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How many Buddhists have been murdered in the world?

How many Buddhist temples have been attacked by Christian fundamentalists?

In a book published in the United States this week, researchers from the University of California, Berkeley, and other institutions point out that, in fact, this is not the case.

They point out, instead, that in Buddhist communities in India, China, and Tibet, “buddhism has been the victim of religious fundamentalism, with the result that many of the monks, nuns, and laypeople who have been killed in the name of religion are themselves victims of violence and repression.”

The authors write: [S]o much violence, harassment, and intimidation, and even some of the deaths attributed to violence have been carried out by followers of the faith themselves.

They say the number of Buddhist monks killed in this manner may be as high as 500,000.

“Buddhists, by and large, are peaceful and have been for millennia,” the authors write.

“The violent acts committed by followers and the fact that the majority of those perpetrators have never been caught have led to the conclusion that they are not Buddhist, and the violence against them is not Buddhist.”

In the United Kingdom, a similar report published in March by the British Council found that Buddhism is under threat from “sectarian and religious fundamentalists.”

The report said that: “Bodies of Buddhist monastics have been found with the words ‘Buddhist,’ ‘Brahman,’ ‘Dharma,’ or ‘Bhagavad Gita’ spray painted on them and in their homes.”

In recent years, Buddhist groups have sought to distance themselves from such violence and violence against the monastics, calling it “anti-Buddhi” violence.

But the report also noted that there are “continuing, alarming trends” of violence against non-Bodhisattvas.

It said that “many” Buddhists “are being targeted for their religion.”

The researchers say that “the overwhelming majority of attacks on non-buddhs in the last 30 years are carried out in the names of religious extremists.”

A report from the United Nations Office of the High Commissioner for Human Rights found that more than half of all attacks against the minority group since 2005 have been in the form of vandalism.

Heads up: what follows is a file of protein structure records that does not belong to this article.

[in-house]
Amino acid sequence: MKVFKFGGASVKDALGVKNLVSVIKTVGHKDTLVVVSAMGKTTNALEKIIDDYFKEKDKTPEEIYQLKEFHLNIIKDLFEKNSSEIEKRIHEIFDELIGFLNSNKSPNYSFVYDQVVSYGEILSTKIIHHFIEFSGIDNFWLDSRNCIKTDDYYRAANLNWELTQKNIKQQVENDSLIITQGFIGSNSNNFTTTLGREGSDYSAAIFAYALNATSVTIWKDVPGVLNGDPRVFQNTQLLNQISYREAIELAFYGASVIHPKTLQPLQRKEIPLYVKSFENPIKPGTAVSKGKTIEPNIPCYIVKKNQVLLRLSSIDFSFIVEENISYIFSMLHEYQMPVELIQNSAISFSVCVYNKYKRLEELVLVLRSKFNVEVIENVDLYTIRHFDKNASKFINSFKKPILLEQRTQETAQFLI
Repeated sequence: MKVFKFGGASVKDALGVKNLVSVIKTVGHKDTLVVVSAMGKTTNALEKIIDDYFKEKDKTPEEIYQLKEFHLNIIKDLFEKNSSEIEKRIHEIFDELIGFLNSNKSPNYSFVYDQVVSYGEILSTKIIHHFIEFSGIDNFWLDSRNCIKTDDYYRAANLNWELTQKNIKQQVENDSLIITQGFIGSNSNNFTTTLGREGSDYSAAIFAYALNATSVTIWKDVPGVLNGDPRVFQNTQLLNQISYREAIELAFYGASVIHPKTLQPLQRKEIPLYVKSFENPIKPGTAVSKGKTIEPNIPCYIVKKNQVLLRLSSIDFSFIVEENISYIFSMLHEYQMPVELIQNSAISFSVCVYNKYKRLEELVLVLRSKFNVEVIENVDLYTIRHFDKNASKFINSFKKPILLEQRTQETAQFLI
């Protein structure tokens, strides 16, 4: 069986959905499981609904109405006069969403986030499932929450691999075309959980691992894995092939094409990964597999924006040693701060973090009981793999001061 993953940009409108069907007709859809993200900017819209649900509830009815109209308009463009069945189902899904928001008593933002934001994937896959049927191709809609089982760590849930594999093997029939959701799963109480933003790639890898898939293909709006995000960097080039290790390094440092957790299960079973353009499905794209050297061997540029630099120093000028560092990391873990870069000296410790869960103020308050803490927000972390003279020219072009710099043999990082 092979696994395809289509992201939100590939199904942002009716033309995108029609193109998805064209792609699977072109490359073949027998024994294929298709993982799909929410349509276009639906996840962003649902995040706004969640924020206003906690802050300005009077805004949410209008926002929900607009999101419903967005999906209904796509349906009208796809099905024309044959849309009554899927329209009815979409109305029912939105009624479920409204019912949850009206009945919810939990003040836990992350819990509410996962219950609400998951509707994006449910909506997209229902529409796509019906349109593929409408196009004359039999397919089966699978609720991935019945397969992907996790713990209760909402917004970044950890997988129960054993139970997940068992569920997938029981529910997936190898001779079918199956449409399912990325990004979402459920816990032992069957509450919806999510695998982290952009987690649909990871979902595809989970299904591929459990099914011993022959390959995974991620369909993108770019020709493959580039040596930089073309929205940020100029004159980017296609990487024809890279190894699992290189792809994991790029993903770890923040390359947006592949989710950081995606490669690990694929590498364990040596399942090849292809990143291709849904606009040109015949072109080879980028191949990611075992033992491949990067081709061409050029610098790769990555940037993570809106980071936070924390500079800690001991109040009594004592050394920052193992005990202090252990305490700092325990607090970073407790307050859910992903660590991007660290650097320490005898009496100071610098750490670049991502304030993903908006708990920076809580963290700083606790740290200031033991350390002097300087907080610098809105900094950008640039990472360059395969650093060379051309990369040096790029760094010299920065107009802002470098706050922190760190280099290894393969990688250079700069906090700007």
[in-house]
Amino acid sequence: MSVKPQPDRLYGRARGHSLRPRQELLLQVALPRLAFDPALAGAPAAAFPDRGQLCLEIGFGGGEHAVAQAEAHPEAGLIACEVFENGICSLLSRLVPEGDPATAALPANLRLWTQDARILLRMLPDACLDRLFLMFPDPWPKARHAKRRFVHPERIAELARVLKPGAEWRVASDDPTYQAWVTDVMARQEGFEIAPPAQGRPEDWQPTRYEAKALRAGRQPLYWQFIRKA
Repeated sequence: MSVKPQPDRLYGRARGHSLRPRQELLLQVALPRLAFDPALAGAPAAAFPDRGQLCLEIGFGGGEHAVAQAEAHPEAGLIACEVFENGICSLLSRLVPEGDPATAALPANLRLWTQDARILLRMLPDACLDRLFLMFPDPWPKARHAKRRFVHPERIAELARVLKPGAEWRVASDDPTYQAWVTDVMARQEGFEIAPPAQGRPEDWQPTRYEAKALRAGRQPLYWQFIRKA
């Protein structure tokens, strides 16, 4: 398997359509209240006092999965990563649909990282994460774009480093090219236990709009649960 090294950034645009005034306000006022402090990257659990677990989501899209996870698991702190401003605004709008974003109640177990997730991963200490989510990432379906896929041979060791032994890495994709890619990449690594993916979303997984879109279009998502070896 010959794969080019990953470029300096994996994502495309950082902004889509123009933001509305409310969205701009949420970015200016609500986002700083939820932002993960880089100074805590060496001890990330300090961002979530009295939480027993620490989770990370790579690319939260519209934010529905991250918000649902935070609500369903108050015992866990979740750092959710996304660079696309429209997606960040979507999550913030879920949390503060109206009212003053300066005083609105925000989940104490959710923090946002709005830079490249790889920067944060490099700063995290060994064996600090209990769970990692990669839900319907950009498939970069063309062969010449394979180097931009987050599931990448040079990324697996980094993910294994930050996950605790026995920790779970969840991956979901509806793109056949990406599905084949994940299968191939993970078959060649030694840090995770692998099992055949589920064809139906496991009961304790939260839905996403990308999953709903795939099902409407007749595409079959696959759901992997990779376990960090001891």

In a statement published in January by the Organization of Islamic Cooperation, the global body representing Muslim religious leaders, the report found that “violent acts have been committed against the Muslim community” and called on Muslim governments to “ensure that religious freedom is respected.”

In a recent article, the authors of the report pointed out that “violence against religious minorities and their properties are the gravest crimes against humanity.”

The Buddhist study “does not mention religious extremists,” the report states, “but it also does not say the perpetrators are religious extremists, or that these perpetrators are known to be Buddhist.”

The study also said that “[b]ased on the findings of the International Religious Freedom Survey, the number and nature of attacks against religious minority and property by the various religious groups are much higher than the reported numbers and the level of attacks are also much higher.”

“Violence against religious believers and property has been a persistent problem in Buddhist and other Buddhist communities for decades,” the study says.

“This is a serious challenge to religious freedoms, human rights, and fundamental freedoms.

It has been documented repeatedly that the perpetrators of violence have not been known to the authorities.”

“The findings of this report underscore the need for the governments and other non-state actors to act decisively to combat religious violence and to protect the Buddhist and Muslim communities, particularly the monastic communities,” the statement says.

A second report from scholars from the National Bureau of Asian Research says that the number killed in attacks on religious minority groups in the past 30 years is much higher: “Since 2005, at least 16 Buddhist, Hindu, and Sikh communities in China have been victims of attacks by non-religious extremists, which have included violence against Buddhist temples, Buddhist temples and shrines, and Buddhist shrines and monasteries.”

The new report comes at a time when violence against religious communities is rising in the Middle East and North Africa, where there are reports of violence by Islamic extremists against Muslims.

“As the region’s most populous nation, the Middle Eastern countries face the most serious challenge in the region, including from extremist attacks against Muslims and Christians,” the researchers write.